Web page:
Blue Origin has unveiled their latest, full size mockup of their Blue Moon MK1 Cargo lander at their Huntsville facility, showcasing an updated design of their uncrewed cargo vehicle. This pathfinder is intended to test technologies and operational practices ahead of their expected crew debut on Artemis V with Blue Moon MK2, and develop operational maturity for their Lunar Transportation division.
In a statement on their website and the platform formerly known as Twitter, Blue Origin announced: “Blue Moon Mark 1 (MK1) is a single-launch, lunar cargo lander that remains on the surface and provides safe, reliable, and affordable access to the lunar environment. MK1 will provide cargo transport, leveraging the 7-meter fairing of the New Glenn launch vehicle, to deliver up to three metric tons anywhere on the lunar surface.
The Pathfinder Mission (MK1-SN001) will be a demonstration mission, with MK1-SN002 and beyond available to payload customers. MK1-SN001 proves out critical systems, including the BE-7 engine, cryogenic fluid power and propulsions systems, avionics, continuous downlink communications, and precision landing within 100 m site accuracy, prior to the uncrewed NASA Human Landing System mission for the Artemis program.”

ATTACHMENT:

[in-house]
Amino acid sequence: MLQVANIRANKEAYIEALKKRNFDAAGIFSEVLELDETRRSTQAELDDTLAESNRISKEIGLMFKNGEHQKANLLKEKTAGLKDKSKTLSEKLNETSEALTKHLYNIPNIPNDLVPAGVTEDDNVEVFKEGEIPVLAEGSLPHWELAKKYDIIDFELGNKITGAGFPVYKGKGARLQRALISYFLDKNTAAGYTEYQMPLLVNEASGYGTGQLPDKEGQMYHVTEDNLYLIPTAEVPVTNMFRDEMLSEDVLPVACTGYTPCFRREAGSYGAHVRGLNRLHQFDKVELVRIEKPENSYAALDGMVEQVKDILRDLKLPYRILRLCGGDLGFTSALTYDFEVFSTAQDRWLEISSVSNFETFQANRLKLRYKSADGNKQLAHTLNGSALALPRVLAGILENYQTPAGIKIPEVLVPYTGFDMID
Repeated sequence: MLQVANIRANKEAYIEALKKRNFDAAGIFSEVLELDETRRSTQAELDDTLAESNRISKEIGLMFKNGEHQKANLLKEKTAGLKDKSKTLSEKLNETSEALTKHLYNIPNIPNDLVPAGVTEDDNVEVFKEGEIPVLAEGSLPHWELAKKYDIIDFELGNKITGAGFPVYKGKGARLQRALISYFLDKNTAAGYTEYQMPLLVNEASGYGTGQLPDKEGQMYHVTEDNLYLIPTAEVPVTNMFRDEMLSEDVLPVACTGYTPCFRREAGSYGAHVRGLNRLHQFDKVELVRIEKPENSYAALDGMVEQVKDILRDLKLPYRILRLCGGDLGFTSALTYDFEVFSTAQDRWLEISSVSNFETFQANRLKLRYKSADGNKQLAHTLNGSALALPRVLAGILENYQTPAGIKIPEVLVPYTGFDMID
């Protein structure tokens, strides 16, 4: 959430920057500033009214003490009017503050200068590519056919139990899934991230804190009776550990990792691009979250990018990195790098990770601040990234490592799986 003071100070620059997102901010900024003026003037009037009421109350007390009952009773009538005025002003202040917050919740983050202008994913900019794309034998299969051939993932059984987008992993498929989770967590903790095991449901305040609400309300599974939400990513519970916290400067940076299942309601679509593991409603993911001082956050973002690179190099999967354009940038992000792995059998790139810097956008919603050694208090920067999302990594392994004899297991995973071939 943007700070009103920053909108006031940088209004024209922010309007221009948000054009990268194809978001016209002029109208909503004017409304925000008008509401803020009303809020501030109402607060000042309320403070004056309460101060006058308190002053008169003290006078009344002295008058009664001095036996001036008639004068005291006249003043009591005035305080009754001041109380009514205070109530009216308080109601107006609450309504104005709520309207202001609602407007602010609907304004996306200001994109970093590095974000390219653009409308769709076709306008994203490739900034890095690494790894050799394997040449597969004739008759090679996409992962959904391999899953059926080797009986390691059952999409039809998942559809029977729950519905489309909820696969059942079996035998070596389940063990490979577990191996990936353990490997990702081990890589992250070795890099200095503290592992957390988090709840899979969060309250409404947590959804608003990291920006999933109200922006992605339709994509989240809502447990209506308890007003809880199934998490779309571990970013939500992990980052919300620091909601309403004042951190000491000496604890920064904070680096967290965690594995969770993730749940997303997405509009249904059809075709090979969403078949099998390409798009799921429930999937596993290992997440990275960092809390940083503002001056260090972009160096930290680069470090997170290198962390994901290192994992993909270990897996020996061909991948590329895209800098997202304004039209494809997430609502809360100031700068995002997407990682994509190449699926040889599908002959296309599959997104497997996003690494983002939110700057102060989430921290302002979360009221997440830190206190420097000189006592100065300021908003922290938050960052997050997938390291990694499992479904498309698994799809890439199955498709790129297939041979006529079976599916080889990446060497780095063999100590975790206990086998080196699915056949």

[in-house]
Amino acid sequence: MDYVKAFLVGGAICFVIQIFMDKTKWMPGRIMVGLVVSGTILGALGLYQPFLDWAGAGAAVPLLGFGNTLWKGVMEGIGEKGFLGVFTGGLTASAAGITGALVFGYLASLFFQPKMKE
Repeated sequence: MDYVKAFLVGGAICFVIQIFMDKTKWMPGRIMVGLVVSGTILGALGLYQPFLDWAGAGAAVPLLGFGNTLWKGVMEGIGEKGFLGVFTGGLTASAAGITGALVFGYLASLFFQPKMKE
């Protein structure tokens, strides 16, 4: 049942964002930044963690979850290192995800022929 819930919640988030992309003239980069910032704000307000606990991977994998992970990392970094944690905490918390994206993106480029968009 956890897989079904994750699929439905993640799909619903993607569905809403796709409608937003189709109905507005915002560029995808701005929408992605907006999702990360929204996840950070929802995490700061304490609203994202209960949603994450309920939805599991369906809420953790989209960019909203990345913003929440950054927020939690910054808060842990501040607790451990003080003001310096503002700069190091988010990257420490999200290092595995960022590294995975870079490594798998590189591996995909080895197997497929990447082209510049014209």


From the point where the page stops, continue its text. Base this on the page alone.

Blue Moon MK2 is intended to build heavily on technologies developed by MK1, and upgrade the system for future reusable operations in conjunction with Cislunar Transporter. Blue Origin’s reusable architecture centers around cryogenic refueling, something yet to be tested by either of the commercial lander entrants under the Artemis program.
Blue Origin’s approach has differed drastically from their counterparts at SpaceX throughout the development process on Human Landing Systems (HLS). SpaceX has repeatedly stressed the importance of all up testing for their HLS entry, testing both their reusable Super Heavy first stage and Starship in tandem in preparation for Artemis III. While Blue Moon MK1 is intended not to be reusable, it will test the complex series of systems required for a reusable crew landing in support of Artemis operations. This incremental approach drastically reduces all up risk, while pathfinding future architecture expected to fly on Blue Moon MK2.
Hardware for Artemis such as SLS and Orion continue to approach readiness, however recent delays with the Starship HLS program have reinforced the need for a second lunar lander. Blue Origin’s selection as part of the program’s goal of continuous cadence for Sustainable Lunar Development represents a vital step in ensuring dissimilar redundancy and readiness for operational missions.